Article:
10. Besides, we also interchangeably use “how” and “why” in many cases. How asks about causes but why inquire the reason. When you’re asking how a thing or system works, the instruction or explanation clarifies the causal chain to get to the result (effect). You start with why about the same thing and the answer would be the intention or plan behind it.
  11. For example, we know the answer to the question “How does an earthquake happen?” but we can’t find the answer to “why does it occur?”
  12. You might think that this meticulousness is unnecessary, but I’ve noticed that if you ask a student “how didn’t you get a good grade?” or “how did it happen?”, the outcome is different than starting the question with why. Asking with why implies that there was something intentional or fundamentally wrong with you and leads the student’s mind to a conclusion such as ‘I’m not good at math’. However, if we ask the same question with how, then they wouldn’t take it personally and they would explain that, say, ‘they hadn’t studied well’, ‘they couldn’t understand the topic’, etc.; so, they’d come up with a solution to improve their grade.
  13. In the next post, we’ll discuss what happened that the humankind started to seek reasons.

Exercise 29:

  1. Think about superstitions and imagine the situations in which they could’ve been created. 
  2. Why do we look for reasons?

Footnotes:

[1] I came up with the idea of supersign to explain how the brain thinks. It simply refers to a group of signs connected to each other. Link to the 8th post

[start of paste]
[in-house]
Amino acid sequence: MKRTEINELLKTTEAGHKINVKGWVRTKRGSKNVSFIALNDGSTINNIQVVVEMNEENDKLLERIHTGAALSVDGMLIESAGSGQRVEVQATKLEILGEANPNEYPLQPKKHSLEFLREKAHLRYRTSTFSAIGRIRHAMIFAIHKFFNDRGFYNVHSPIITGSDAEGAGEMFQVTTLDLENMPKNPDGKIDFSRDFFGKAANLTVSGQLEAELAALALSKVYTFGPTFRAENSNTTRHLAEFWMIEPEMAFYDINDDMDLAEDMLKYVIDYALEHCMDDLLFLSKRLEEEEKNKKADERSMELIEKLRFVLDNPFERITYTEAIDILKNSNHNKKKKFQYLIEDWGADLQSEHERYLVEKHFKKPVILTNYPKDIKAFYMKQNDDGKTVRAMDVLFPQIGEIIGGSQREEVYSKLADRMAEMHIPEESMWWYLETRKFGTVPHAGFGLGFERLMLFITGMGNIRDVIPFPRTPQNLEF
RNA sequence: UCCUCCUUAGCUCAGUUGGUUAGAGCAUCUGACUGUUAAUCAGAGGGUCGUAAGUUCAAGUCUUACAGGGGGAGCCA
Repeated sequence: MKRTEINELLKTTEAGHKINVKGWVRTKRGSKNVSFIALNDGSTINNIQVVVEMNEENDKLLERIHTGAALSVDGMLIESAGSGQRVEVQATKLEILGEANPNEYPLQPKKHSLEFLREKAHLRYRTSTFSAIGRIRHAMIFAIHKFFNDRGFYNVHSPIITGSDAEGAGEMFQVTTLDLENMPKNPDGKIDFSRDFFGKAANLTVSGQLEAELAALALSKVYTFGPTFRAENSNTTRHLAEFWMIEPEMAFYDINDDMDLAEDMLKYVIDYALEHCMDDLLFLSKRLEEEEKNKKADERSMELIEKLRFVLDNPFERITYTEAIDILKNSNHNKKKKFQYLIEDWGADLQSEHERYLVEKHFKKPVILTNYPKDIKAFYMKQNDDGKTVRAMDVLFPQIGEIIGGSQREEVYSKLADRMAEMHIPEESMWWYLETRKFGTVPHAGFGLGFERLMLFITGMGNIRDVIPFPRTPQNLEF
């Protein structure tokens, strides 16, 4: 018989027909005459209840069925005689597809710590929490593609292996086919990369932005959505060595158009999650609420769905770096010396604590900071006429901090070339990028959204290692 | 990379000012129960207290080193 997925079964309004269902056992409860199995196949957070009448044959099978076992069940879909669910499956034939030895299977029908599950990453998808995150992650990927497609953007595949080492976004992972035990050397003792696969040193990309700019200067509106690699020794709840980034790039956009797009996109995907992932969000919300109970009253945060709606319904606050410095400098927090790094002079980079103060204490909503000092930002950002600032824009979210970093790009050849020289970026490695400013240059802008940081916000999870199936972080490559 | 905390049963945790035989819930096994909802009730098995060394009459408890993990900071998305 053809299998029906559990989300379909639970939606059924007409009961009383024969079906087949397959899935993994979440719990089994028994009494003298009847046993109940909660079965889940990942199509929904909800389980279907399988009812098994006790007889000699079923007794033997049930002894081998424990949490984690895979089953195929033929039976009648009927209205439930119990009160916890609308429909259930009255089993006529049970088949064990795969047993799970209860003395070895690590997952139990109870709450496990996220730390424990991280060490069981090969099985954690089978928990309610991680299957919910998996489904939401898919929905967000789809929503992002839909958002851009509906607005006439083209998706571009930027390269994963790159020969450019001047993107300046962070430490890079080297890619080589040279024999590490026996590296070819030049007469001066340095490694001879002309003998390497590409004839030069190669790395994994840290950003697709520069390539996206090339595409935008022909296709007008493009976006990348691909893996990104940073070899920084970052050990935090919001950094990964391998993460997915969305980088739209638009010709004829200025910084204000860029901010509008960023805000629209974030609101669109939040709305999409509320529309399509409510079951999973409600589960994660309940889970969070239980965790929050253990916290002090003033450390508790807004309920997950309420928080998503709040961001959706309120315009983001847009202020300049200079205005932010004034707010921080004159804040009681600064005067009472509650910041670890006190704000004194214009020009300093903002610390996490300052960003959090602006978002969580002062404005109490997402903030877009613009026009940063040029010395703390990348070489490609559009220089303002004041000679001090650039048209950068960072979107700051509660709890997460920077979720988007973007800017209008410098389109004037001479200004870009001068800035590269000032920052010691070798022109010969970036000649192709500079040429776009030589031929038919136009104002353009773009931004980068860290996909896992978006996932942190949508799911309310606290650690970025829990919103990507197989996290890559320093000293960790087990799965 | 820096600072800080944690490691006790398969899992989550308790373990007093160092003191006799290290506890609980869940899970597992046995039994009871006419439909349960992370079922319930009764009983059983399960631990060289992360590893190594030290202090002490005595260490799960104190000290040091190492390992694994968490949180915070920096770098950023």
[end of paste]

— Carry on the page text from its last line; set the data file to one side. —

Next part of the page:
[2] In order to connect the signs again I thought how the brain could find a relationship between them and the rule must have a very simple base. Because the brain works based on some electrochemical process and it must be something it could handle. Then I realized that our brain by default links two adjacent things. For example, when you see a honey bee on a flower, you conclude that there must be a relationship between them. How does it happen if it’s the first time you see them and you have no other information to back it up? There must be a built-in mechanism to connect them and that’s what I called the law of adjacency. Again you can find the discussion about it in the 8th post. Link

[3] The conceptual adjacency is the similarity. If two things have more similarity, they’re relatively more adjacent in the brain. For example, squares are more adjacent to rectangles than to circles. The way we organize a system also shows that we place more similar things (in terms of being, function, etc.) close to each other.

[4] We talked about the impact of frequency on our decisions in several posts, starting from the 18th post. Link

[5] You can find the discussion about generalization in the following link

[6] We started to explore beliefs in the 25th post. Link

[7] Link to the wiki page about causal chain

[8] Link to the wiki page about Four Causes

[9] Link to the wiki page about Aristotle

[10] As you see, there are many problems with students’ learning and I could say many students aren’t taught how to learn. 

[11] Link to the previous post about counterexamples